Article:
The opinion of the court was delivered by: WEINFELD
EDWARD WEINFELD, District Judge.
The petitioner moves in this federal court to vacate a judgment of conviction entered upon his plea of guilty thirty-three years ago on January 7, 1936, in the former Court of General Sessions, New York County, State of New York, upon an allegation that "he was deprived of effective assistance of counsel" at the time of entry of his guilty plea and at sentencing in violation of his federal right to due process of law under the Fourteenth Amendment. Petitioner has long since served his sentence of not less than nine nor more than eighteen years. Following his release on parole, he was recommitted for violation and finally released in 1953. Although no longer in custody or under the restraint of parole, he brings this proceeding under the All Writs Act, 28 U.S.C. § 1651(a) (1964), for a writ of error coram nobis. However, we do not reach either the merits of petitioner's claim or the threshold question whether a federal court has jurisdiction to issue a writ of error coram nobis to void a state court judgment of conviction where a state prisoner is no longer in custody or under other restraint.
The petition must be dismissed, since petitioner presently has pending an appeal in the state courts presenting the very issue here advanced in support of the application for a federal writ.
In 1952, after petitioner had been returned to prison as a parole violator, he sought a writ of error coram nobis in the Court of General Sessions, alleging he had been denied counsel at the time of the entry of his plea of guilty in 1935 and his sentencing in 1936. After a hearing, the writ was denied and the order affirmed without opinion.
No appeal was taken to the New York Court of Appeals. In 1969 petitioner applied for a second writ of error coram nobis in the Supreme Court, New York County, this time alleging (1) denial of effective assistance of counsel, and (2) that he was not advised of his right to appeal from the original conviction. The application was denied, the court holding that the issue of effective assistance of counsel had necessarily been encompassed within and decided on the prior application, and accordingly that the petitioner was not entitled to a new hearing on that aspect of his application. The court also ruled that since petitioner had pleaded guilty and completed the sentence imposed, the claim of impairment of his right to appeal from the judgment of conviction was without merit. Petitioner's appeal from the latter ruling is presently pending undetermined before the Appellate Division.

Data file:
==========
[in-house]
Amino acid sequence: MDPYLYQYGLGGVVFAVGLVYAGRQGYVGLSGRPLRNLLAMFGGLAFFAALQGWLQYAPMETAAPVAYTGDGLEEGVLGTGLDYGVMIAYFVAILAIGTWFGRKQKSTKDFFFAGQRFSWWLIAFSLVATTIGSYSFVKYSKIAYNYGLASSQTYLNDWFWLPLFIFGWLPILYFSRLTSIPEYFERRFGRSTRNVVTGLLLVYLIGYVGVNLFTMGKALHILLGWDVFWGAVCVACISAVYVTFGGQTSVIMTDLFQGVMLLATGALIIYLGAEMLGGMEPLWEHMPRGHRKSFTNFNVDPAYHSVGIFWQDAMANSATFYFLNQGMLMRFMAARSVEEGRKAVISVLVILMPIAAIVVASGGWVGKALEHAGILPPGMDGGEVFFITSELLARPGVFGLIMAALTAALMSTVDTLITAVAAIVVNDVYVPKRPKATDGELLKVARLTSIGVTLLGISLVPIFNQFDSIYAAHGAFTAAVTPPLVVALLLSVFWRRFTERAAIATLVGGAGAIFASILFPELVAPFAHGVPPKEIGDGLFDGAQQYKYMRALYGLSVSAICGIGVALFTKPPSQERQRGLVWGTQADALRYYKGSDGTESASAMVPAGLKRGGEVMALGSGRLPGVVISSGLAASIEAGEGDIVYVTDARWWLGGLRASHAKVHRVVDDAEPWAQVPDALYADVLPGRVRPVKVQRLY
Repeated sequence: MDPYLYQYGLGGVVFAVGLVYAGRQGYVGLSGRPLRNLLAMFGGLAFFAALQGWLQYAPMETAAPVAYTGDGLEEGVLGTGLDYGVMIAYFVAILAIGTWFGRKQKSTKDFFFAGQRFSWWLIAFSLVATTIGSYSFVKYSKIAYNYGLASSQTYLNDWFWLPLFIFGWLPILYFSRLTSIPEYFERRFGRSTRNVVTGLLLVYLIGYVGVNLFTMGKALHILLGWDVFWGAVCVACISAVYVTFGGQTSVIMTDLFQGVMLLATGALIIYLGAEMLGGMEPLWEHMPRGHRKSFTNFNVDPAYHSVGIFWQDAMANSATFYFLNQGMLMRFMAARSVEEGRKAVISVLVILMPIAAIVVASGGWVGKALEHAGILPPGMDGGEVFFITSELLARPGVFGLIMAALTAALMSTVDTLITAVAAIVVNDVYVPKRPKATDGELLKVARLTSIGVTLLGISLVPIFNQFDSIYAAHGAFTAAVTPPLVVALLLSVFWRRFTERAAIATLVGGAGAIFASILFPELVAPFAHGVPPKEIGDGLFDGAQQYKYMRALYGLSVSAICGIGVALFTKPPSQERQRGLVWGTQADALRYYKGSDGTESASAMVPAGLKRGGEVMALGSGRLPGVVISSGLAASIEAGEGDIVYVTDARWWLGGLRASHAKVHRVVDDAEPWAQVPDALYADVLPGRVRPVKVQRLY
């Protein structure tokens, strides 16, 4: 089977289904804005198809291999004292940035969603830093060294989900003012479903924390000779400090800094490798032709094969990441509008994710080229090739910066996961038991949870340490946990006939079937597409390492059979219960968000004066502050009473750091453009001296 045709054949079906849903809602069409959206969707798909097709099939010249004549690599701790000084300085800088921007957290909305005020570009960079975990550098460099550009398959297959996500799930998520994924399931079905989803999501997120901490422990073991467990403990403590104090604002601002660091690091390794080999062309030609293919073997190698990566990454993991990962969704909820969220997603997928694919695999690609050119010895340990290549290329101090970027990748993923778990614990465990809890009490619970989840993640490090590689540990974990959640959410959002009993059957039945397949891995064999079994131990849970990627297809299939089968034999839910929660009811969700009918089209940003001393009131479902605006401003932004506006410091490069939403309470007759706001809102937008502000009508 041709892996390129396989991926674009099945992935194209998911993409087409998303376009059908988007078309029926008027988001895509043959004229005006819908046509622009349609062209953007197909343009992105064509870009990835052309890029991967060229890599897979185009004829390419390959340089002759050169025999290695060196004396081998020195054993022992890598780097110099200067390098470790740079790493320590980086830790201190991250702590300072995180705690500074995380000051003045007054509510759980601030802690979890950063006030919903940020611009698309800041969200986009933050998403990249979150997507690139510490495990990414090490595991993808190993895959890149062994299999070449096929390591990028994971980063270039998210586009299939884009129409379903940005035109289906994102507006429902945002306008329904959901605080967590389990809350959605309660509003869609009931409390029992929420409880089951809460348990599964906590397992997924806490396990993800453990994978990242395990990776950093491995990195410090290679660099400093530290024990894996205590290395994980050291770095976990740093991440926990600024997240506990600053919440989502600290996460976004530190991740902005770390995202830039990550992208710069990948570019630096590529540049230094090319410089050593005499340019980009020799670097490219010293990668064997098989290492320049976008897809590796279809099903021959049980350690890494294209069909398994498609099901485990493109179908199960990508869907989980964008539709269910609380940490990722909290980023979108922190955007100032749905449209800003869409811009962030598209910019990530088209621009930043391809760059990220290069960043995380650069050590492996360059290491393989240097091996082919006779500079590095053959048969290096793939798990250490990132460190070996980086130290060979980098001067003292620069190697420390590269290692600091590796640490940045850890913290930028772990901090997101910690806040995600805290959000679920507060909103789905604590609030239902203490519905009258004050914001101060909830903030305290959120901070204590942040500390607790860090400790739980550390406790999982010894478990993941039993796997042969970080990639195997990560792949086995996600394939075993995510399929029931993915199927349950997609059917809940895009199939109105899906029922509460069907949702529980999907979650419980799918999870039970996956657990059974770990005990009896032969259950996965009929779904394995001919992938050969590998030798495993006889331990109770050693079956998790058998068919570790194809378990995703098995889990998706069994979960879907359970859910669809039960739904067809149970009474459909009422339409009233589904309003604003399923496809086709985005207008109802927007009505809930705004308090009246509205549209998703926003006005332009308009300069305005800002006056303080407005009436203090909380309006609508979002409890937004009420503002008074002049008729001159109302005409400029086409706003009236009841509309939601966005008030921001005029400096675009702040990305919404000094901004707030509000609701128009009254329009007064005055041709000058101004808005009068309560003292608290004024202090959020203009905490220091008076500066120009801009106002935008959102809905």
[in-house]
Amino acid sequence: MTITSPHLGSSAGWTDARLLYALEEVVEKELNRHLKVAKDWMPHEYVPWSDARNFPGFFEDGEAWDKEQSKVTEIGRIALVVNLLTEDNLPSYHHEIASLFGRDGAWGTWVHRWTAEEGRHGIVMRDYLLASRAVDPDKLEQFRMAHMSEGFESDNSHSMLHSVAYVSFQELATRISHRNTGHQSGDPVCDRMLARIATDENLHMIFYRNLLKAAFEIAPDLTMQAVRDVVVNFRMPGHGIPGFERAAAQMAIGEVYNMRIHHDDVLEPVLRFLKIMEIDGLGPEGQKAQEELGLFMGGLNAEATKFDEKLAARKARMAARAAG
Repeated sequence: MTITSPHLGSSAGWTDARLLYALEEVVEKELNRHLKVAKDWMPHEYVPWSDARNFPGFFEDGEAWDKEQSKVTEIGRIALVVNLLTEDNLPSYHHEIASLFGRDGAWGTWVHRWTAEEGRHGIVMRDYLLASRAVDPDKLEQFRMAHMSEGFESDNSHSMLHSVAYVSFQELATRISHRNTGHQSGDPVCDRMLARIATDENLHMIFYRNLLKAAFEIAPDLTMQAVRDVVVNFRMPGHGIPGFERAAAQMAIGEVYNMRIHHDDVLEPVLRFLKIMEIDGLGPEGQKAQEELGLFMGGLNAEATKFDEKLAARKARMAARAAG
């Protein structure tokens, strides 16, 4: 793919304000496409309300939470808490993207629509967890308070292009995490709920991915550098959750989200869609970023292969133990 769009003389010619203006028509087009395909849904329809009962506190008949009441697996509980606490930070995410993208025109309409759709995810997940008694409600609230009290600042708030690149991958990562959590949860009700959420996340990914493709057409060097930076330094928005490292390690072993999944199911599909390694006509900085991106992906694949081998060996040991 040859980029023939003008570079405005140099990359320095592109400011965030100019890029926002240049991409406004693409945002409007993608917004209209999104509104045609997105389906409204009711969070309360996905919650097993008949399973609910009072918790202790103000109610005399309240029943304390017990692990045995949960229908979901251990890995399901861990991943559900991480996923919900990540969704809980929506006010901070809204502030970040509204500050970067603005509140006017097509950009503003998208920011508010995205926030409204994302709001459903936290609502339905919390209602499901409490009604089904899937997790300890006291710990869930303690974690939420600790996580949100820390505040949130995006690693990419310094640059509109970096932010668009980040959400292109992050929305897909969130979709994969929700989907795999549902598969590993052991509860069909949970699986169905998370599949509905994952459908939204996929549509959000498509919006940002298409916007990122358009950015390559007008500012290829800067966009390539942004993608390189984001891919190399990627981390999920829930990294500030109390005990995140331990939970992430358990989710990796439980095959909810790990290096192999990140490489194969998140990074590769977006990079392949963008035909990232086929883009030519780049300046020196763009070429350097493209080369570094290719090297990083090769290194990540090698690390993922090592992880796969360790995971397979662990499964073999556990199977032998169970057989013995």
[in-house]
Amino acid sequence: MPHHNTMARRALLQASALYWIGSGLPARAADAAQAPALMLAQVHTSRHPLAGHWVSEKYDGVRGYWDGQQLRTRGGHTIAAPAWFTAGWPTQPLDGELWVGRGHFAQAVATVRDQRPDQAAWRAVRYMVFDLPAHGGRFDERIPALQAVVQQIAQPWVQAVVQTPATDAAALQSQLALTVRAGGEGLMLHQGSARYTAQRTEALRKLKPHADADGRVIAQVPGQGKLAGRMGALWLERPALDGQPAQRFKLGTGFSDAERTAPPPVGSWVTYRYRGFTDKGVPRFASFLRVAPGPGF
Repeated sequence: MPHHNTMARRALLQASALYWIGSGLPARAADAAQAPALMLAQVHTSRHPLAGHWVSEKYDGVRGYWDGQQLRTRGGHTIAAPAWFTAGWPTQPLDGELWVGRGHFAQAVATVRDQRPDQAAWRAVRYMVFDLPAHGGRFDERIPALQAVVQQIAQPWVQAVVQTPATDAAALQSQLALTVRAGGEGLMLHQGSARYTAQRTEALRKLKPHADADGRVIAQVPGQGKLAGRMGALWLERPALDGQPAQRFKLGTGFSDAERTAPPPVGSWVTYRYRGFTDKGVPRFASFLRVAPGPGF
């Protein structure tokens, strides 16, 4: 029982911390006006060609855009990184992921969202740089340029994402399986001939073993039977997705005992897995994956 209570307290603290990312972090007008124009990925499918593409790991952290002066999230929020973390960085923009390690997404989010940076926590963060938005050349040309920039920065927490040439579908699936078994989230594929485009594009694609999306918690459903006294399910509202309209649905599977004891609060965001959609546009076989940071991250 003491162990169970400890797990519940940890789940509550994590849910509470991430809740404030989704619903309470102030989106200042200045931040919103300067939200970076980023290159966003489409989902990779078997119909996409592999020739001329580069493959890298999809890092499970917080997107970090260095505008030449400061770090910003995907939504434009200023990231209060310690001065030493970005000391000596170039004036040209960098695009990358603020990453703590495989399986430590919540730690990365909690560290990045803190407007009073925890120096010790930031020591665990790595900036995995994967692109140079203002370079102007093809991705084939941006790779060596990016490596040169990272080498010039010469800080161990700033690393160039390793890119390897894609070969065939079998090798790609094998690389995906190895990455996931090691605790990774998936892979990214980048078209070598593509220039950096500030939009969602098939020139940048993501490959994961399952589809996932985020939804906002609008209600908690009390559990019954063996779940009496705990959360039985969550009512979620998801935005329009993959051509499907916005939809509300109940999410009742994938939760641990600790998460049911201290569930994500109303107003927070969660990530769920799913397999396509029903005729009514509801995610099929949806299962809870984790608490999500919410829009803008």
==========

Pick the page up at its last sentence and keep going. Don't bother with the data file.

Thus, it appears that with respect to the only issue here presented, to wit, lack of effective assistance of counsel, petitioner has not exhausted available state remedies. Without deciding whether the federal courts are empowered in circumstances such as these to issue the writ of error coram nobis, there is every reason to require a coram nobis applicant, equally with the habeas corpus applicant,
to exhaust all available state remedies before seeking his writ in the federal court. The very practical reasons for the exhaustion rule - comity within our federal system, as well as judicial efficiency and economy - apply equally to coram nobis or habeas corpus writs. Despite the expansion of federal collateral review of state court convictions,
the primary responsibility for the administration of criminal justice remains with the states. The state courts should be given the first opportunity to pass upon claims of federal constitutional violations asserted by state prisoners and ex-prisoners before a federal court is asked to intervene, for a federal court is "not at liberty * * * to presume that the decision of the state court would be otherwise than is required by the fundamental law of the land, or that it would disregard the settled principles of constitutional law * * *."
This policy minimizes to the greatest possible extent stifling encroachments on the jurisdiction of state courts and promotes judicial economy within the federal system by eliminating the necessity for constitutional adjudication by the federal courts before the need for such intervention has been established. The exhaustion rule, grounded upon considerations of comity, at once promotes the efficient administration of justice and reduces an abrasive factor in statefederal judicial relationships.
Thus, the issues of whether petitioner's lack of counsel claim included consideration and disposition of the lack of effective counsel claim, and the impact, if any, of the seventeen years of vastly expanding constitutional case law which has intervened since the denial of petitioner's first application
are at this juncture for the state appellate courts.